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Category: May 2021

We asked members to share a lesson they’ve learned from a patient. Whether it was a book recommendation that influenced our lives or a child exhibiting profound strength, it is clear that hand surgery patients can be quite the educators as well.

Resilience

By Rodrigo F. Bolaños G., MD The ability to be happy after something bad or difficult has happened, the ability to return quickly to its usual shape after being pressed, the ability to improve quickly after being hurt, or the ability to return quickly to a previous good condition after problems, are the various definitions […]

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Hand Essay: Partners in Crime

By Richard A. Brown, MD Covid 19 has brought into clear focus so many issues of importance. The pandemic has forced each of us to recalibrate and reprioritize. What is it that I miss? Relationships. To me Zoom is, at best, a poor substitute for face-to-face human interaction. There is so much to be learned and enjoyed from each other. […]

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The (Re)Birth of a Hand Surgeon

By Sandra Buchman Collins, MD I love my job as a hand surgeon. I can think of no better way to spend my medical career. As anyone who has made the journey from student to practicing surgeon knows, however, there is a price we all pay. Long hours and nights in hospital during training are followed by […]

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True Grit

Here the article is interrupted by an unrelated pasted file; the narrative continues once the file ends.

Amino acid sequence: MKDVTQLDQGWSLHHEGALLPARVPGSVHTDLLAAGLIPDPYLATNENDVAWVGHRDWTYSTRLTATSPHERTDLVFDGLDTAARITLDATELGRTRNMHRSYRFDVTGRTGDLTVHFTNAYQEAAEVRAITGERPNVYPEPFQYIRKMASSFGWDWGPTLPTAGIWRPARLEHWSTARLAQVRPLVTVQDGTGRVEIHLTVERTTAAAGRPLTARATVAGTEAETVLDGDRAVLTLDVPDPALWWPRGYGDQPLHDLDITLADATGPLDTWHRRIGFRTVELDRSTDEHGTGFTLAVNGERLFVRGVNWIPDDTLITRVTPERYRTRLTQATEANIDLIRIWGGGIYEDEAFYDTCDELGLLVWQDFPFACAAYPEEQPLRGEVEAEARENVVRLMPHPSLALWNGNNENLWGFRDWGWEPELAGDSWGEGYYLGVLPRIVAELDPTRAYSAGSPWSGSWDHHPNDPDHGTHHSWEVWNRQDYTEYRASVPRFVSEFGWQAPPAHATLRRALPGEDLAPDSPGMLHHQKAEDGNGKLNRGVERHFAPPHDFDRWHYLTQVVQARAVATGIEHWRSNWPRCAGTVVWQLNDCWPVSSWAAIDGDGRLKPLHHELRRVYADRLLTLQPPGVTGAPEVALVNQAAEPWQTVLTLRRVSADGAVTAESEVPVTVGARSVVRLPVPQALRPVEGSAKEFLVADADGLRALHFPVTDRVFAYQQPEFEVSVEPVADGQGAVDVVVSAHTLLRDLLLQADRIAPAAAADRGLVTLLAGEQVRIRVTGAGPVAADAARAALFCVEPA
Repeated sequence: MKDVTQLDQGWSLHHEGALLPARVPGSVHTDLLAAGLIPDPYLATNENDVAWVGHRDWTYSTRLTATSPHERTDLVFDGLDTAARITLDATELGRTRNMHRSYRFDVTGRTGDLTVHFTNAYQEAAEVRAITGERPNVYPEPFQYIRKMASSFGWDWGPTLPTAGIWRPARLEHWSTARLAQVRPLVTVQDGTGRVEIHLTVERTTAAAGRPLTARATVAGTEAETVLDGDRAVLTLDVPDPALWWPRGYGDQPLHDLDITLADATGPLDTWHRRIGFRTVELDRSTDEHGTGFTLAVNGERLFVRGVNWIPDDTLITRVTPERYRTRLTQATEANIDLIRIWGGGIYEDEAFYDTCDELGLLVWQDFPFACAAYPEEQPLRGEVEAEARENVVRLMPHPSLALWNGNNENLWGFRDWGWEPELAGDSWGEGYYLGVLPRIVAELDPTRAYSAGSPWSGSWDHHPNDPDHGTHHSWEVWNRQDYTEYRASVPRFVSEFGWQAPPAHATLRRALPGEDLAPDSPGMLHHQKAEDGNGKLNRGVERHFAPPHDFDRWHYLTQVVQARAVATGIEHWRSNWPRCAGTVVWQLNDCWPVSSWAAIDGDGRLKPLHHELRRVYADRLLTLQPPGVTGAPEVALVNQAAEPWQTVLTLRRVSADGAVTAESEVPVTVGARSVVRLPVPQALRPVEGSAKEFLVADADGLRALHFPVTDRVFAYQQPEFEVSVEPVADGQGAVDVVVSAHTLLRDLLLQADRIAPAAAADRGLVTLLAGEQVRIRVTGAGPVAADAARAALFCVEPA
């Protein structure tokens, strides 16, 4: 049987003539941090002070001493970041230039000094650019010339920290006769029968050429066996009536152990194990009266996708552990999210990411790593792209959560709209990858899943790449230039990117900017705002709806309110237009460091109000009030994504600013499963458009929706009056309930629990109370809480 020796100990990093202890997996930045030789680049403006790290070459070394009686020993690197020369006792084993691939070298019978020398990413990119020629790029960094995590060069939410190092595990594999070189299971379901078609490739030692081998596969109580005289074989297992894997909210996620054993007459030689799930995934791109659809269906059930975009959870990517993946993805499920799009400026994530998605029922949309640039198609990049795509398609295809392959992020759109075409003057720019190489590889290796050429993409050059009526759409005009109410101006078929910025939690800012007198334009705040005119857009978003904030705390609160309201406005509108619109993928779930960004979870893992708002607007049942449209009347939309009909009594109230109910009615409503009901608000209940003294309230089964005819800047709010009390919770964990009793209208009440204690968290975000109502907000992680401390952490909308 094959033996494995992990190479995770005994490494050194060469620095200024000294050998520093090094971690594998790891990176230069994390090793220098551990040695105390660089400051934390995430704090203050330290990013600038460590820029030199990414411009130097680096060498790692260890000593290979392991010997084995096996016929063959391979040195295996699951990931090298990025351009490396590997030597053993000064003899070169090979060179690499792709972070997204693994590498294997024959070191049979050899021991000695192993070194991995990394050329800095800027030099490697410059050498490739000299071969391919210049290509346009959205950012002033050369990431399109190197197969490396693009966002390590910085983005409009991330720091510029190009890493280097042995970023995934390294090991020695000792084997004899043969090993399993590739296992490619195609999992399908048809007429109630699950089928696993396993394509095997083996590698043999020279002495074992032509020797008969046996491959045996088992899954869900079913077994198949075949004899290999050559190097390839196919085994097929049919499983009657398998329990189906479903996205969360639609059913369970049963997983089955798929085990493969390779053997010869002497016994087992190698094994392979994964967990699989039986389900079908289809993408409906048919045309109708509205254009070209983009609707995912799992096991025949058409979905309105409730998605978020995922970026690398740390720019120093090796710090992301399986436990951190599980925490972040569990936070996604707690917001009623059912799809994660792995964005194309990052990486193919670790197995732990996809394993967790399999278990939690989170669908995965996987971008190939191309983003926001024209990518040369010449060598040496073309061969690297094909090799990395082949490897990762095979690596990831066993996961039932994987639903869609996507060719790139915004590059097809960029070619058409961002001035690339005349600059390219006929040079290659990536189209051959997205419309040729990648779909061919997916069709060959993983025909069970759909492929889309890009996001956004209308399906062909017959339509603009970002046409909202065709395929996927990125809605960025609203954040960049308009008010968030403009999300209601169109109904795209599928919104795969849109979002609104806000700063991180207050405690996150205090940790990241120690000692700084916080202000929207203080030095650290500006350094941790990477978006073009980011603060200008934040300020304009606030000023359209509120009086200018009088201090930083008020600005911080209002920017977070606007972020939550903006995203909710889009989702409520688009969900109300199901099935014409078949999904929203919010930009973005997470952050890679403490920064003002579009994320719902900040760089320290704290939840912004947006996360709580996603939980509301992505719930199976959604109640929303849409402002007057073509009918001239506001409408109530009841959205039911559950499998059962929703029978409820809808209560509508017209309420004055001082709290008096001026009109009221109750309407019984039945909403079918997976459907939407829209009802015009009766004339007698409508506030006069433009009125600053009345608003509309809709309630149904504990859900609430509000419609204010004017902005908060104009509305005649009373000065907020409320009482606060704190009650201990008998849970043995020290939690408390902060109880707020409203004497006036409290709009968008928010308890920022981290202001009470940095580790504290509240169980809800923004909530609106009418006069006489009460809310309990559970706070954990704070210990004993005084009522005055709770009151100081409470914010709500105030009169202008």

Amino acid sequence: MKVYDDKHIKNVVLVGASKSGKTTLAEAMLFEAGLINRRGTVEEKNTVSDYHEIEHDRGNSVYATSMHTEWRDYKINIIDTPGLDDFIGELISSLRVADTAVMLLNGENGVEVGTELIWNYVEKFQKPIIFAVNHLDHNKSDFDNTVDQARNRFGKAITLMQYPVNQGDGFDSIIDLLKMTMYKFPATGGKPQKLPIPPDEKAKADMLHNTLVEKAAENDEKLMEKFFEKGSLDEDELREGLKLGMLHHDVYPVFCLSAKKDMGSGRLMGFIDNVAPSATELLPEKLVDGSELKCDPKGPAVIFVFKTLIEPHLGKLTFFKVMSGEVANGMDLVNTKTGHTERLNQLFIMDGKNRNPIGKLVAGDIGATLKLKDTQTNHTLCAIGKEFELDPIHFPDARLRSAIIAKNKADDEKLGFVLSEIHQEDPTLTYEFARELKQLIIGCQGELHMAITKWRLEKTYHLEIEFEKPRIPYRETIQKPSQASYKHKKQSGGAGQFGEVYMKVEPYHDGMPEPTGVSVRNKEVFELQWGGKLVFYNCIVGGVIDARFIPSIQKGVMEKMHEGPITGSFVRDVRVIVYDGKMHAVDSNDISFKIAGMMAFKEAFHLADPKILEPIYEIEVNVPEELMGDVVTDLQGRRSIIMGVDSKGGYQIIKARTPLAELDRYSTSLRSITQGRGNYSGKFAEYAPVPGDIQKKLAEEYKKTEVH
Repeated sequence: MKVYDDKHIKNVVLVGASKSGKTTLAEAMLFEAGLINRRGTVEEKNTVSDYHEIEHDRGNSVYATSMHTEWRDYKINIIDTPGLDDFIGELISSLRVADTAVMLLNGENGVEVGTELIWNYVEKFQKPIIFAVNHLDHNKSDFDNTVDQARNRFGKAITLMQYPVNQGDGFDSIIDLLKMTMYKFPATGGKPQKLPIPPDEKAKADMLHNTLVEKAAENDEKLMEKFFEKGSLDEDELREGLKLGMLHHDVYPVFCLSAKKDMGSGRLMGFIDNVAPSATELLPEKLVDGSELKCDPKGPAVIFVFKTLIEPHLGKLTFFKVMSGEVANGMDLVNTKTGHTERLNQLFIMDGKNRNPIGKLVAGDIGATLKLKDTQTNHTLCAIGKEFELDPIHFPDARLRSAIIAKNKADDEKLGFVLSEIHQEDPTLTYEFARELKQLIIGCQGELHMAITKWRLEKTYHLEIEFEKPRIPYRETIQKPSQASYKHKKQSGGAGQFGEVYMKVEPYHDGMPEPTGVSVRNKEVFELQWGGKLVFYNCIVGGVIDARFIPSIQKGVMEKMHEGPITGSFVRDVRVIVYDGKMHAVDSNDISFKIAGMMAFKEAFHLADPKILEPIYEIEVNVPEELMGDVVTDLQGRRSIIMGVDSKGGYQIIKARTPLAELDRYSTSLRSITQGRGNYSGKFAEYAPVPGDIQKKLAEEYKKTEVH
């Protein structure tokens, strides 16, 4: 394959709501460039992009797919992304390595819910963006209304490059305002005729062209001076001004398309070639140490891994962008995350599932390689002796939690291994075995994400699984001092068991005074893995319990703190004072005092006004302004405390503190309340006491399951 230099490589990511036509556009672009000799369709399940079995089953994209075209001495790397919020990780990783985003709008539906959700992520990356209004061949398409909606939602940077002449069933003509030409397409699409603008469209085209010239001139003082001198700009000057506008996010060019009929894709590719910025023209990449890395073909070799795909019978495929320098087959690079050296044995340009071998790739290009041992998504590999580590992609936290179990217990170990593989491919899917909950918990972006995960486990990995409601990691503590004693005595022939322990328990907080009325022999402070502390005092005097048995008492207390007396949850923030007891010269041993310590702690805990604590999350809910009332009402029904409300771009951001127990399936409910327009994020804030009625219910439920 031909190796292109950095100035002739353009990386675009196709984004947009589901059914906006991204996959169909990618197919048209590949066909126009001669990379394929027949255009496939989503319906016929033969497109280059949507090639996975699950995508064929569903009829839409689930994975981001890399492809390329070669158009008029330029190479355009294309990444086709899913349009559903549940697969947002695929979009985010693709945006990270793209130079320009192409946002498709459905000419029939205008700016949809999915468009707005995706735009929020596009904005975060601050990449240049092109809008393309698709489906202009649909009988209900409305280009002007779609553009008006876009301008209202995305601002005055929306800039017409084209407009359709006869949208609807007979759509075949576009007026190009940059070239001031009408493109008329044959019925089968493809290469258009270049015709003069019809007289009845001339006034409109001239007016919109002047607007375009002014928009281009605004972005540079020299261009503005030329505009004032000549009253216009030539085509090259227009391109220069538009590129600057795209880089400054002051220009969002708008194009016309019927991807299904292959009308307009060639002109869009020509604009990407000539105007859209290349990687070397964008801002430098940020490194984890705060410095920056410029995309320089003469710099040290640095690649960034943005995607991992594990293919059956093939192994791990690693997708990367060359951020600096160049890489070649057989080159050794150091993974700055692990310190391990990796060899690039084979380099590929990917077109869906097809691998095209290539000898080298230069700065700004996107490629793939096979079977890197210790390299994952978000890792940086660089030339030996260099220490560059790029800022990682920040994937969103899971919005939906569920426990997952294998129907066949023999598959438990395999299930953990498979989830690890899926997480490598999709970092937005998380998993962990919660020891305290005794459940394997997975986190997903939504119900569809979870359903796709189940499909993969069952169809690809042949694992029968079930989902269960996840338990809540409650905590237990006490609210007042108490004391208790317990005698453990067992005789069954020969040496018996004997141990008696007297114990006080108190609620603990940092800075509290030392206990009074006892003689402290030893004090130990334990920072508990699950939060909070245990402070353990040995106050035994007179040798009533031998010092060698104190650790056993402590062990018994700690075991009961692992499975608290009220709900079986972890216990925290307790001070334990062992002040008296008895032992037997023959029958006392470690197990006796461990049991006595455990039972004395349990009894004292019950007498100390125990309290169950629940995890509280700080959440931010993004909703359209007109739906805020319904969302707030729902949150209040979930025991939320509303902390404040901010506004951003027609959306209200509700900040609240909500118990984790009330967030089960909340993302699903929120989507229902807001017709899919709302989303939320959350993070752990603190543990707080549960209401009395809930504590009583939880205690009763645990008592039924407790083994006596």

By Shawn Diamond, MD I discovered “true grit” in of all places a five-year-old from the Chihuahua desert. I started practice this year in Paso del Norte, a region comprising sister-cities of El Paso, Texas and Ciudad Juarez, Mexico. When driving East on I-10 toward downtown El Paso, the Rio Grande reflects a border wall, […]

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Putting Others First

By James R. Fowler, MD, FACS It is a privilege to write for perspectives in hand surgery to share a lesson I have learned from a patient. I suspect all of us have learned lessons from our patients over the years. My memory is of “Gary,” a cerebral palsy patient in his early twenties. He […]

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The Thorn On My Side

By James R. McClurg, MD, FAAOS I knew early on during my orthopedic training that I was going to pursue fellowship training in hand surgery. One of my attendings was a member of the ASSH and would constantly talk with pride about his membership. It was clear to me that membership in the ASSH was […]

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Start with “WHY”

By Amar Arun Patel, MD Most surgeons become surgeons to do surgery. Plain and simple. We would much rather be in the operating room than the office. But some of the best learning comes when we take a few more minutes to talk to our patients on those busy office days. It was another Wednesday […]

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